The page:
Notes & Queries

A Memorial to Fallen Allies

On Monday 20th February, Stilton gathered in the new Pavilion to honour the crew of B17 bomber Ten Horsepower, which crashed on Red Hill on 20th February 1944.

It was over there! Don Darke points out the crash site on Red Hill.

Don Darke, who was a small boy at the time, vividly recalled his memory of the doomed aircraft, as the remaining two crew members wrestled with its heavy controls in an icy blast through the shattered cockpit to try and land at Polebrook Airfield and save the life of their injured pilot.

The southwest corner of the Pavilion looks out directly onto Red Hill, making it the perfect location for a memorial to the USAAF’s most decorated aircrew. Looking out, it is all too easy to visualise the awful sight of a B17 breaking up and cartwheeling to destruction.

 

The Last Post sounds

With guests of honour from the USAF, we stood in thought for the one-minute silence, which was ended by a particularly poignant Last Post, played by a trumpeter from the GB Home Guard Band.

Colonel Bickerstaff unveiling the memorial to the crew of Ten Horsepower

And then we watched and applauded as Colonel Bickerstaff, Commanding Officer of RAF Molesworth, formally unveiled the memorial plaque to his fallen countrymen.

Valor at Polebrook

The story of Ten Horsepower might have remained forever untold but for the diligent research of author Rick School, who described the crew’s heroism in his book ‘Valor at Polebrook’. Sadly unable to be present for the ceremony, Rick sent the following personal tribute, read by Karen Munton, MD of Airfield Warehousing at Polebrook.

A tribute from Rick School

Seventy-three years ago today, Lt. Nelson and his crew took off from Polebrook airfield in a B-17G called ‘Ten Horace Power’, named after her pilot, Lt. Horace Hopkins.  Lt. Hopkins and his crew were on a 48-hour pass the morning of February 20, 1944, when Lt. Nelson and his crew took off.    No one could have known as Ten Horsepower raced down the runway that by nightfall these ordinary men placed in extraordinary circumstances would become the highest decorated aircrew in the Eighth Air Force history.  By day’s end, half of her crew would be gone and the remnants of Ten Horsepower along with two of her crew members would come to rest on Denton Hill.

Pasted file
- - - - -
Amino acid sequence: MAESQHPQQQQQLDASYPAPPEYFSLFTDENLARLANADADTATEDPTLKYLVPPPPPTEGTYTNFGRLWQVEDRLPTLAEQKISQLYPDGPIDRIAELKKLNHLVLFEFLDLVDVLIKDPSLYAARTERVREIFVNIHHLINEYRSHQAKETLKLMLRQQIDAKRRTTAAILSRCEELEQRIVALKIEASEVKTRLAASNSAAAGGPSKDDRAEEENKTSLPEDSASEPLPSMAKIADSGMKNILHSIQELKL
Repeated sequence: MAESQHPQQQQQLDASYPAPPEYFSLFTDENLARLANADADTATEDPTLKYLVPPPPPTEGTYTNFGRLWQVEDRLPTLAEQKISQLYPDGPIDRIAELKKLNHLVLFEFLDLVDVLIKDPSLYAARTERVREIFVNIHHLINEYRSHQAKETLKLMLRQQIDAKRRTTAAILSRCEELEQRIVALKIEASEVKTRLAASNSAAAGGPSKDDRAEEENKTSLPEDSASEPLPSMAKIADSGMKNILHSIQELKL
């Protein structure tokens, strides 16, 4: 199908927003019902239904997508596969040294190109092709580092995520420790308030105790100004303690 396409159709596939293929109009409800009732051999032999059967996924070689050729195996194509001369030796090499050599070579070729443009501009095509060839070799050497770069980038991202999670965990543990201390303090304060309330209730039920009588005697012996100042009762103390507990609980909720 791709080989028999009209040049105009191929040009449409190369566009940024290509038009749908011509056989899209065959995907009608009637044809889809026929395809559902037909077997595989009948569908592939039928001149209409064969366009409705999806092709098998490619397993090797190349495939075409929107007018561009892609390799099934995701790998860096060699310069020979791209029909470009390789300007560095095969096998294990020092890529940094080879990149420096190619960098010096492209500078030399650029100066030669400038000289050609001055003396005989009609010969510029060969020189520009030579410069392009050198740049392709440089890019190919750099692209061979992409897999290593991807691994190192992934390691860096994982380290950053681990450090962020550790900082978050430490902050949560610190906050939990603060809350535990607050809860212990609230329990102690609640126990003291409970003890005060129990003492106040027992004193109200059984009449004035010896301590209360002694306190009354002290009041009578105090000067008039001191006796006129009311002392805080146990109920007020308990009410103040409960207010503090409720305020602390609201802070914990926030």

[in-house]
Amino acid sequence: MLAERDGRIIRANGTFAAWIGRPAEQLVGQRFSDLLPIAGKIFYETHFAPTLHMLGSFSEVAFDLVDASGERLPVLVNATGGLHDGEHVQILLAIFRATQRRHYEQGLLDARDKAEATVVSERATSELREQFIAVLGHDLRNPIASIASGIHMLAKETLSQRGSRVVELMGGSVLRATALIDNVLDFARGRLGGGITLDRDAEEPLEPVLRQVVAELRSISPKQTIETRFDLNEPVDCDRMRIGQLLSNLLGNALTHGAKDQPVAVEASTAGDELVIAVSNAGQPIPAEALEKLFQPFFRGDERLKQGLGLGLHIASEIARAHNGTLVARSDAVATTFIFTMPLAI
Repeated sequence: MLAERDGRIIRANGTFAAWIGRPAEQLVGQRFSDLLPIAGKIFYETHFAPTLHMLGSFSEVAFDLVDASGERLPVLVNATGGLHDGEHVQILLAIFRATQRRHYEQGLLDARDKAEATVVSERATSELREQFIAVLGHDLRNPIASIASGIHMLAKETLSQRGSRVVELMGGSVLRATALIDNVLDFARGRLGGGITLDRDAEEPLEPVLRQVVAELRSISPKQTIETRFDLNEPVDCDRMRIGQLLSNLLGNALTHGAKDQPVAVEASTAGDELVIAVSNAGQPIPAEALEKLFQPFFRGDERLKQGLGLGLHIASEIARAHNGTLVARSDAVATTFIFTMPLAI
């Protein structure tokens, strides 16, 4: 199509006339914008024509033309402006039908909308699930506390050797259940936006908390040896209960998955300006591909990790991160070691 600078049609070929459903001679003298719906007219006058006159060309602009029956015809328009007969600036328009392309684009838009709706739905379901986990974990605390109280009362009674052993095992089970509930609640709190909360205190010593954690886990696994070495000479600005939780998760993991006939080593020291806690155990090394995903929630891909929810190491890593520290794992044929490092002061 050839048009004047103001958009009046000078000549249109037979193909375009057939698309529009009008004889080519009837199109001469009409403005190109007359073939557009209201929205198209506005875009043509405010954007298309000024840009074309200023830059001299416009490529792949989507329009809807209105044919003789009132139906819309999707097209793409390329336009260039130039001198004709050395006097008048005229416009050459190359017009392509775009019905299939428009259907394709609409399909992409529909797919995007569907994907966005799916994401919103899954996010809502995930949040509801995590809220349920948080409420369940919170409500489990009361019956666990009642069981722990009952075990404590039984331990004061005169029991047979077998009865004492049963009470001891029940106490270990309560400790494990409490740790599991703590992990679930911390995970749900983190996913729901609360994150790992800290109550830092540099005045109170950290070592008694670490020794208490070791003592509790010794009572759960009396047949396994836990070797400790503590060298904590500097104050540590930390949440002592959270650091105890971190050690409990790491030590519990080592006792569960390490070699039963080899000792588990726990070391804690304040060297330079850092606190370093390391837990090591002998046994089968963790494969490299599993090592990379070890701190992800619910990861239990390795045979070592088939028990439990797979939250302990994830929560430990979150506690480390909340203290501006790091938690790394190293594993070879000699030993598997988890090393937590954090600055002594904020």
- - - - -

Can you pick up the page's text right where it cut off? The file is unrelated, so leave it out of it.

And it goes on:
As you gaze upon Denton Hill, close your eyes and let your thoughts drift back seventy-three years.  Can you feel how Walter Truemper and Archie Mathies may have felt?  The exhaustion of flying their crippled B-17 for several hours back home while being attacked repeatedly by the Luftwaffe.  Once over England, the relief they must have felt as they located Polebrook.  The feeling of grace that Joe Rex, Tom Sowell, Mac Hagbo, Carl Moore and Russell Robinson felt as they parachuted to the safety of their home base.  The hope of help arriving, as Major Ledoux and Col. Romig flew alongside to guide them down.   The desperation as they tried to line the big bomber up on the runway yet being unable to land.   The anxiety as Walter relayed to Archie the order from Col. Romig to point the B-17 toward the sea and bail out, leaving their pilot, Lt. Nelson, alone to perish.   Can you feel their resolve and pride as they refused to abandon Lt. Nelson?

Listen. Listen. Can you hear the engines of Ten Horsepower straining as Archie struggled to control the aircraft as they approached Denton Hill?  The desperate feeling of knowing what was about to happen, but the resolve and love for their pilot and friend, Lt. Nelson.

Open your eyes and gaze upon Denton Hill.  Seventy-three years have passed since that fateful day.  The struggle for life was all too common, then, as our countries bore arms together in our quest for freedom.  It is humbling that you and your countrymen, who gave so much and fought long before we arrived, honor the crew of Ten Horsepower today.

I thank God for the men and women who have gone before us so that we may be free.  Yes, seventy-three years ago today the lives of ten men were forever altered. We pay tribute to them and all who have answered the call to protect and defend our freedoms.

May God bless our two countries and our armed forces, who willing go when called, so that we may be free.

“Greater love has no man than this, that a man lay down his life for his friends.” John 15:13

Sincerely,
Rick School

(To learn the full story of Ten Horsepower, ‘Valor at Polebrook’ can be obtained through the usual publishing channels, ISBN: 978-0967500386)